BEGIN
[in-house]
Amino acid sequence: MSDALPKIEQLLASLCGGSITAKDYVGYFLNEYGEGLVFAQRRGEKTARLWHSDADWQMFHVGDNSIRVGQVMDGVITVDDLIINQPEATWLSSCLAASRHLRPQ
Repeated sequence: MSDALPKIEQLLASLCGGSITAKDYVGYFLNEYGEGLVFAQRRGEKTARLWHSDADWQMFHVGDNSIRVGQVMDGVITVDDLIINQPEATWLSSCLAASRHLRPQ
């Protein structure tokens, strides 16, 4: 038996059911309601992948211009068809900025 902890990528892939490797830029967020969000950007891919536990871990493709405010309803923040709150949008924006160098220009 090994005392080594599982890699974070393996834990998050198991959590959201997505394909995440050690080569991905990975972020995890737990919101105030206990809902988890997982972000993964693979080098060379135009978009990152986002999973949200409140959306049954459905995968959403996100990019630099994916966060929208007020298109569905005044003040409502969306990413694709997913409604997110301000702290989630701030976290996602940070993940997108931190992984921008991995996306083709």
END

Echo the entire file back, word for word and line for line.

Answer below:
[in-house]
Amino acid sequence: MSDALPKIEQLLASLCGGSITAKDYVGYFLNEYGEGLVFAQRRGEKTARLWHSDADWQMFHVGDNSIRVGQVMDGVITVDDLIINQPEATWLSSCLAASRHLRPQ
Repeated sequence: MSDALPKIEQLLASLCGGSITAKDYVGYFLNEYGEGLVFAQRRGEKTARLWHSDADWQMFHVGDNSIRVGQVMDGVITVDDLIINQPEATWLSSCLAASRHLRPQ
């Protein structure tokens, strides 16, 4: 038996059911309601992948211009068809900025 902890990528892939490797830029967020969000950007891919536990871990493709405010309803923040709150949008924006160098220009 090994005392080594599982890699974070393996834990998050198991959590959201997505394909995440050690080569991905990975972020995890737990919101105030206990809902988890997982972000993964693979080098060379135009978009990152986002999973949200409140959306049954459905995968959403996100990019630099994916966060929208007020298109569905005044003040409502969306990413694709997913409604997110301000702290989630701030976290996602940070993940997108931190992984921008991995996306083709």